The Daily Bus Route

Written by Teddy Burch in the May 2008 Issue

She is rarely thought of and seldom seen by parents, yet she fulfills one of the most important links in the chain of your child’s education.

Meet Deborah Bond, school bus driver for 20 years.

“Each day, you have to successfully manage all the children on board, and there’s about 60 to 70. And of course, you have to watch traffic to assure everybody arrives—and on time,” she said. “We are professionals. There is no such thing as ‘just a bus driver.’ We are responsible for these children.”

Her alarm clock goes off at 4:30 a.m., and each day, regardless of rain, snow or sunshine, if school is open, Bond will be clocking in by 6:30. Her route will take her all over Edmond, yet she never forgets her favorite aspect her job.

“I have a lot of favorite things, but my most favorite would have to be the children. I see them everyday. I can get to know them well, and I know when they are happy or sad,” she said. “One thing I love to do is tell them good morning, or when they are getting off in the afternoon, I make sure and tell them to have a good day.”

But no matter the number of years you spend in the profession, Bond says there is one thing that is hard to get used to.

“The noise,” she said. “While it doesn’t bother me that much anymore, I always tell people to come along for a ride in order to get a good appreciation for how loud it can get on a school bus.”

Over the years, Bond has seen fashion trends come and go, along with the evolution from Walkmans to iPods. However, at the end of May, when this school year concludes, Bond will begin a new chapter in her life. “I am retiring, and you know what I’m going to do a lot of? Nothing,” she said jokingly.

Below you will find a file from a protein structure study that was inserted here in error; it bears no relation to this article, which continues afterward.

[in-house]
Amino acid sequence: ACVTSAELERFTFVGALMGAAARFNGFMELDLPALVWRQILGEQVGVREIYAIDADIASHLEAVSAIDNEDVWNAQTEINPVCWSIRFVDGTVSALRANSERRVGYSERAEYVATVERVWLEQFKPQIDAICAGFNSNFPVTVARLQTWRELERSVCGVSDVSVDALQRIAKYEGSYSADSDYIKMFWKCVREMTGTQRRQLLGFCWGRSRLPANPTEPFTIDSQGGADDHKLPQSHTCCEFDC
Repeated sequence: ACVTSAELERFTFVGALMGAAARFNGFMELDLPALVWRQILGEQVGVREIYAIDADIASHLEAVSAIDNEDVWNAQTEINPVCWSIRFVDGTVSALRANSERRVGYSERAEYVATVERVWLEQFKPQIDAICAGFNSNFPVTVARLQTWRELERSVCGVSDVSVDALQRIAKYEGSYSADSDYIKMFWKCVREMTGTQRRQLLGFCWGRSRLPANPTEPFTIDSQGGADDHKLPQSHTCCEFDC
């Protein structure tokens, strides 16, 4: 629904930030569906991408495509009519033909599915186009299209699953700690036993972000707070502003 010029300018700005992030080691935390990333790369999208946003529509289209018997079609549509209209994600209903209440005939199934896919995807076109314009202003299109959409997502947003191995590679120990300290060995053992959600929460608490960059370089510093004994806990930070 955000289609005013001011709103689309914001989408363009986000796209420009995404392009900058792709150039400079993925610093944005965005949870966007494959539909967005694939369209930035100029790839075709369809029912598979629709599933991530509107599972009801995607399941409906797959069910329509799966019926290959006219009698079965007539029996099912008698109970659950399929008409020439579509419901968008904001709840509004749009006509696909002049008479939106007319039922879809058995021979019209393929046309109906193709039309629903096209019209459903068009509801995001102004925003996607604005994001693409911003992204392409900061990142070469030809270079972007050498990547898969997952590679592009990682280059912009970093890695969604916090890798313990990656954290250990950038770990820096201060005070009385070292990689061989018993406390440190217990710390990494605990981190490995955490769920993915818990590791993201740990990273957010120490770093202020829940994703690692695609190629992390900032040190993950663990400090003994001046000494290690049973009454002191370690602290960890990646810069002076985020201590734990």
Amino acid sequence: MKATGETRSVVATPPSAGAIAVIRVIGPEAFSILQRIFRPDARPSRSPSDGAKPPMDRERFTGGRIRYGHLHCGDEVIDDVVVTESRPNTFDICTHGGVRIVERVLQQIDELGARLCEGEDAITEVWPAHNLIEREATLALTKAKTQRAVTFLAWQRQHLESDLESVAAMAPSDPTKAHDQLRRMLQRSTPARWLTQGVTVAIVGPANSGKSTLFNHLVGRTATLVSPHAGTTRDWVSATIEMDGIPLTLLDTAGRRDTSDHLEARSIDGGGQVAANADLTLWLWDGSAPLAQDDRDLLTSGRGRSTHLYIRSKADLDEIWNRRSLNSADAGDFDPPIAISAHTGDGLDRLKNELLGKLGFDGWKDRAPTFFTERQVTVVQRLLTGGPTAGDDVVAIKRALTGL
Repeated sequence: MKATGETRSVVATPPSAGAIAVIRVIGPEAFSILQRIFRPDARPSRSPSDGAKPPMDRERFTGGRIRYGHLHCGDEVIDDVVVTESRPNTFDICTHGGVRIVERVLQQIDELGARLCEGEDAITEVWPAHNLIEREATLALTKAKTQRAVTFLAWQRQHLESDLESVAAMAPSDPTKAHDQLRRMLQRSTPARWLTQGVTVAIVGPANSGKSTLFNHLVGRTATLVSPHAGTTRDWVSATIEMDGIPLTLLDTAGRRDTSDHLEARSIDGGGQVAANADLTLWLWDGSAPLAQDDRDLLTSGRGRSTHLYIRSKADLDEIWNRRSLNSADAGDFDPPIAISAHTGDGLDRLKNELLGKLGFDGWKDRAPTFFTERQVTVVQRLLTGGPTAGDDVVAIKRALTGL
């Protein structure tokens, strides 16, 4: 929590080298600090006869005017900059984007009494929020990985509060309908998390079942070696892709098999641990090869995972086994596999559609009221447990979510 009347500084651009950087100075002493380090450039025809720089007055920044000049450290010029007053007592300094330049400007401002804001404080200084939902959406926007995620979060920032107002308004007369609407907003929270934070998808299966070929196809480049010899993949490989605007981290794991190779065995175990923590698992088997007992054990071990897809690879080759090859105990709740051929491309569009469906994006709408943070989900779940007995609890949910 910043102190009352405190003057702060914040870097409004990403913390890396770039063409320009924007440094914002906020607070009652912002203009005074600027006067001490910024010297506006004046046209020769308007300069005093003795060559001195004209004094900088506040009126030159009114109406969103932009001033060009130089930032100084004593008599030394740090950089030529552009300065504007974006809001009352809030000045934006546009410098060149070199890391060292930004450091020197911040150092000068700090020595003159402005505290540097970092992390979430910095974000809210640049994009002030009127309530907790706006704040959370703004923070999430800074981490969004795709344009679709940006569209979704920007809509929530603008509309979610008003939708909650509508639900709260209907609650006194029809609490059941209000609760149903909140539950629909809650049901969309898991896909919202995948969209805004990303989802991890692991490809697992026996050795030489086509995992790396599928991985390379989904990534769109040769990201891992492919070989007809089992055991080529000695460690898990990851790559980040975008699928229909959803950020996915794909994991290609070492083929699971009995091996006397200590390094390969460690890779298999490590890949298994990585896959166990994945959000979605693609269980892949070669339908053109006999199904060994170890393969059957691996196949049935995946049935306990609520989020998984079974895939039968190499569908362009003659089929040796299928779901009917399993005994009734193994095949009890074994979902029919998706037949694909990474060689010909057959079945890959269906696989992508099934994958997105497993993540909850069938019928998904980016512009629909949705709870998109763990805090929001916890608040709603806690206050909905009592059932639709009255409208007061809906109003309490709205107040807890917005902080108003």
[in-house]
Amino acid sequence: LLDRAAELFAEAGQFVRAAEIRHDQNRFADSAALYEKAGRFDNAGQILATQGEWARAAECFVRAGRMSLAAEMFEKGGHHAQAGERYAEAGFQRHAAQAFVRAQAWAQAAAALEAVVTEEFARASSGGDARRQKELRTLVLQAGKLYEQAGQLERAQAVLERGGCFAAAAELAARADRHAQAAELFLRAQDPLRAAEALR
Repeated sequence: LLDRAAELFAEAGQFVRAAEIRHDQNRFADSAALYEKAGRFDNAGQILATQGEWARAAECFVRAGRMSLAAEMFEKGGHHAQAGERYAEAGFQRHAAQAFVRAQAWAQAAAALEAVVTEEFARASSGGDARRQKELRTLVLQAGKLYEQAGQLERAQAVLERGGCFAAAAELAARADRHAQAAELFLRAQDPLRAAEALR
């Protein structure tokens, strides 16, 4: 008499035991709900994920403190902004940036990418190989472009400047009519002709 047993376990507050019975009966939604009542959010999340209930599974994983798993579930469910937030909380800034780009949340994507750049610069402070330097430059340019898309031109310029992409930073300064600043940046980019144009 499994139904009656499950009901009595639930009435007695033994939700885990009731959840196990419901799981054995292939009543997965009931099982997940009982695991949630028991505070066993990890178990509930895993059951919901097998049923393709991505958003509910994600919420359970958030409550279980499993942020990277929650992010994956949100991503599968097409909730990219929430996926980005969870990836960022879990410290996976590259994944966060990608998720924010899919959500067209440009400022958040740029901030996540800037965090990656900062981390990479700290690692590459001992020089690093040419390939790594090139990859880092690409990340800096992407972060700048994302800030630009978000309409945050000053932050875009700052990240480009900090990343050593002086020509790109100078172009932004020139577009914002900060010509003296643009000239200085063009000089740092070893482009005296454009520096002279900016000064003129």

Bond and her husband plan to move to the quieter side of life in the small town of Athens, Texas. Once there, her retirement plans consist of picking up hobbies from years past, including oil painting, horseback riding and little theatre participation.

“These are things that I did once upon a time and just have not had any time to do them for years. I won’t miss the early mornings. It will be nice to slow down and enjoy the things in life that I once did,” she said.

As for the issue of loud middle-schoolers on the bus, students assume all is fine until Bond pulls the bus off the road and turns on the flashing lights. This is when you know that things have gone too far.

“Fortunately I have only had to do this a couple of times in my career,” said Bond,” but each time they knew I meant business. We do have rules on the bus and they are there for safety.”

We should make certain not to take Bond and the many other school bus drivers around town for granted. They provide an important service to the community and to your child. She spends a good deal of her free time training new bus drivers, always reminding them, “You have to love the children and driving a bus to do this.”

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